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Basic Dissection

A. Intranasal Examination (Figure 11)

The structures of the posterior nasal choana (i.e., the eustachian tube opening, choanal arch, posterior septum, and posterior nasopharyngeal wall), along with the inferior turbinate, are routinely identified with a 0-degree or 30-degree telescope before proceeding with endoscopic surgery of the paranasal sinuses. Identification of these structures early on establishes the anteroposterior dimensions of the nasal airway, provides a drainage route for blood into the nasopharynx, and facilitates the introduction of endoscopic surgical instrumentation and telescopes. Hypertrophied middle and/or inferior turbinates, and/or a septal spur or deviation obstructing the nasal airway or limiting endoscopic exposure, are addressed prior to proceeding with any sinus work. When bilateral polyp disease is present, a bilateral nasal polypectomy is performed first to re-establish the antero-posterior dimensions of the nose, as well as to facilitate the placement of a contralateral naso-pharyngeal suction.

Hemostasis and adequate nasal exposure and evacuation of blood are imperative, especially when addressing advanced inflammatory disease of the nose and paranasal sinuses. A separate contralateral suction is used for the continuous evacuation of accumulated blood and debris from the nasopharynx. The nose is topically decongested and infiltrated with vasoconstrictive agents. Monopolar or bipolar suction cautery is helpful if discrete bleeding vessels are encountered during surgery. However, excessive cauterization should be avoided to minimize crusting and prolonged healing in these areas.

Antero Inferior Naso SeptumInferior Turbinate Bleeding

Figure 11 Sagittal (a) and endoscopic (b and c) views of the internal nasal structures. IT = inferior turbinate. MT = middle turbinate. ST = superior turbinate. SP = supreme turbinate. IM = inferior meatus. MM = middle meatus. Asterisks = sphenoethmoidal recess. LS = lacrimal sac. D = lacrimal duct. PF = posterior fontanelle. NS = nasal septum. ET = eustachian tube orifice. Small arrows in the endoscopic view denote the posterior choanal arch.

Figure 11 Sagittal (a) and endoscopic (b and c) views of the internal nasal structures. IT = inferior turbinate. MT = middle turbinate. ST = superior turbinate. SP = supreme turbinate. IM = inferior meatus. MM = middle meatus. Asterisks = sphenoethmoidal recess. LS = lacrimal sac. D = lacrimal duct. PF = posterior fontanelle. NS = nasal septum. ET = eustachian tube orifice. Small arrows in the endoscopic view denote the posterior choanal arch.

B. Inferior Turbinoplasty (Figure 12)

An endoscopic inferior turbinoplasty may be indicated when there is poor endoscopic visualization of the nasal and posterior choanal structures or nasal obstruction due to turbinate hypertrophy (38,39). Frequently, the turbinate bone is the primary cause of turbinate hypertrophy and nasal obstruction (40). The inferior edge of the inferior turbinate, adjacent to the nasal floor, is incised or de-epithelialized to expose the turbinate bone along its entire extent with a 30-degree telescope looking slightly superolaterally. A medial mucosal flap is raised and the turbinate bone is partially or totally removed in a piecemeal fashion. To minimize the chance of secondary maxillary sinusitis, care should be taken to avoid fracturing the inferior turbinate lamellar attachment to the lateral nasal wall (41). For additional airway space, the lateral (inferior meatal) mucosal flap is trimmed as needed. At the completion of the procedure, the medial and lateral mucosal flaps are reapposed along the entire anteroposterior extent of the inferior turbinate. This minimizes the chance of prolonged crusting due to exposed bone (osteitis) or de-epithelialized surfaces.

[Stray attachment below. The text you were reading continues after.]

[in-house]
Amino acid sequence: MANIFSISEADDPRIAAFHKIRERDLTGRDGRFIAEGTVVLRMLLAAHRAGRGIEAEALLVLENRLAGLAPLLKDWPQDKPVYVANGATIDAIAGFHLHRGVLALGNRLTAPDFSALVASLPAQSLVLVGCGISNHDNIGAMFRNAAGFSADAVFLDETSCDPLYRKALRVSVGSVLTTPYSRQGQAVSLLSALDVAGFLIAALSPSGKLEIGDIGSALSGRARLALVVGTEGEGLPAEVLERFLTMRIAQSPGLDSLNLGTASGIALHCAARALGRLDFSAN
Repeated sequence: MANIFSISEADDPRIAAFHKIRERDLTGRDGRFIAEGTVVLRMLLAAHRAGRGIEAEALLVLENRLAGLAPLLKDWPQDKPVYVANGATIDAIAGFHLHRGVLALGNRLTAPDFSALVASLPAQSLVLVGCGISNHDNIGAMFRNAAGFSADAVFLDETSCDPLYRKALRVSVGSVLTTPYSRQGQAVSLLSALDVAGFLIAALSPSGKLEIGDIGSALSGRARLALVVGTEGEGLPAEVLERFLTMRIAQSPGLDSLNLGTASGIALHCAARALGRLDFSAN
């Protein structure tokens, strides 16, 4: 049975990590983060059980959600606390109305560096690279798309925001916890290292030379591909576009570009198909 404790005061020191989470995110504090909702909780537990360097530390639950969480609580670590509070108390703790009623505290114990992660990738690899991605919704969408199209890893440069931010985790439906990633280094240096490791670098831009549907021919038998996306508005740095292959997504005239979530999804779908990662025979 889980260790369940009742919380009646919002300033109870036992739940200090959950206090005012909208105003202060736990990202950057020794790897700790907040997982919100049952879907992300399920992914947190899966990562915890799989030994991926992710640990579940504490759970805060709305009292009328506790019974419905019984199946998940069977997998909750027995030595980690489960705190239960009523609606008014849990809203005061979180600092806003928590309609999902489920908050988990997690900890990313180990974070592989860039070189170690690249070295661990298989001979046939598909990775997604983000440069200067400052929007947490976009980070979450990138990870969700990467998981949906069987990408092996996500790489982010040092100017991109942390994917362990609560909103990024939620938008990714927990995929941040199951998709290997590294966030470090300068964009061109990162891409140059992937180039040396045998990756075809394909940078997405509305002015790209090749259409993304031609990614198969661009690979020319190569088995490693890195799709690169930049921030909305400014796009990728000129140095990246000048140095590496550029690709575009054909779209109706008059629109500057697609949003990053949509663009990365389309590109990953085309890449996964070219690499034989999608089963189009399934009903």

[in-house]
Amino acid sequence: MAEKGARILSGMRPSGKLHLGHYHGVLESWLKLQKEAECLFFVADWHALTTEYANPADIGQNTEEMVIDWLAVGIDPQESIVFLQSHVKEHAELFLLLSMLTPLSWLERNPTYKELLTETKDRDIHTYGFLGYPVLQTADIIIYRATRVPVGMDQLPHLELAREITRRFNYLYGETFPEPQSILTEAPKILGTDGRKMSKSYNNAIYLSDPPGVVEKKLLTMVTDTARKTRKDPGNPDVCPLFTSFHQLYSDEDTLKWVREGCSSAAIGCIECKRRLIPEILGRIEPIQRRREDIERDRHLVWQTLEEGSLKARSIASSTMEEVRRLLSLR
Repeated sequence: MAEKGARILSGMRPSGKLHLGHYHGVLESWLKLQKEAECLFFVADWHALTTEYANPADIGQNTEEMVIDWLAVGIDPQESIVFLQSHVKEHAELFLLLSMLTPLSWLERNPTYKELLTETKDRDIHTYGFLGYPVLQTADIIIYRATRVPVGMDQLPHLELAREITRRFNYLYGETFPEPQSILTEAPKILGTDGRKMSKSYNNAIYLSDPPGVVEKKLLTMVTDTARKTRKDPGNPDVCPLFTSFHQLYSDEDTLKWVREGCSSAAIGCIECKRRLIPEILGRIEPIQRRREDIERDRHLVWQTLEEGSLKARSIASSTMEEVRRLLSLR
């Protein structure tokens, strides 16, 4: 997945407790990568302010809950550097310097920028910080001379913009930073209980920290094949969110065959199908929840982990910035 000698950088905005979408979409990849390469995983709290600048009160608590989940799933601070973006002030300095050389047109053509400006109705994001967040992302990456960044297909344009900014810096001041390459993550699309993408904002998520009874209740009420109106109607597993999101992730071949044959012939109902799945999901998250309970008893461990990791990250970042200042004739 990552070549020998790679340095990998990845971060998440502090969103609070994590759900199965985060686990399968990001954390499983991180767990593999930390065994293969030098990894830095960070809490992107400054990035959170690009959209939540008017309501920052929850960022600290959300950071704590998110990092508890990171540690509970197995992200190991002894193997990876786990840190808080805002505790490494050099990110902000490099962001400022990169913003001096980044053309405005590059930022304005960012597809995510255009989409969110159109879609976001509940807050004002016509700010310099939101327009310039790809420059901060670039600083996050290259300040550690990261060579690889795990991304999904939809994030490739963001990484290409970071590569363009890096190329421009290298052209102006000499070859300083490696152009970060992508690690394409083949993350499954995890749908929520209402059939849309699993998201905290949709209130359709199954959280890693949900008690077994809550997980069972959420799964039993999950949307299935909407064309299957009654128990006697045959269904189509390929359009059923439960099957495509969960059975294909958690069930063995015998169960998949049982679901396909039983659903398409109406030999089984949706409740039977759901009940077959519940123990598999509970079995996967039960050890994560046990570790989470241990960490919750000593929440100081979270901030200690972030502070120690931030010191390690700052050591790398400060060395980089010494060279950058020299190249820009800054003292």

Medial Flap Turbinoplasty
Figure 12 Dotted line demarcates the incision for an inferior turbinoplasty. This can be performed with a cutting forceps, sickle knife, or powered instrumentation.

C. Septoplasty (Figures 13 and 14)

A significant septal spur or deviation may preclude adequate endoscopic visualization or adversely affect nasal airway patency. In these cases an endoscopic septoplasty may be indicated (42-45). An endoscopic septoplasty begins with the elevation of an L-shaped posterosuperiorly based mucoperiochondrial flap. The 30-degree telescope is rotated to look slightly superomedially. Care is taken to place the vertical portion of the incision immediately anterior to the deviated area to facilitate cartilage or bone removal. The mucosal incision should be made only through the mucosa on the ipsilateral side. The horizontal portion of the incision is made perpendicular to the vertical incision at the junction of the floor and nasal septum or just slightly superior to this point, depending on the extent of the deviation. The contralateral mucoperichodrium is identified and preserved, especially at the incision area, to avoid the chance of a permanent septal perforation. The septal spur or deviated portion of the nasal septum is removed and the mucoperichondrial

Figure 13 Endoscopic view showing the proposed incision (dotted line) for the L-shaped posterosuperiorly based mucoperichondrial flap. NS = nasal septum. MT = middle turbinate. IT = inferior turbi-nate. Asterisk denotes a septal spur.
Slightly Deviated Septum
Figure 14 Endoscopic view showing the ipsilateral mucoperichondrial flap (arrows) is elevated toward the inferior turbinate. Bone or cartilage is carefully removed while preserving the contralateral mucoperichondrium (MP).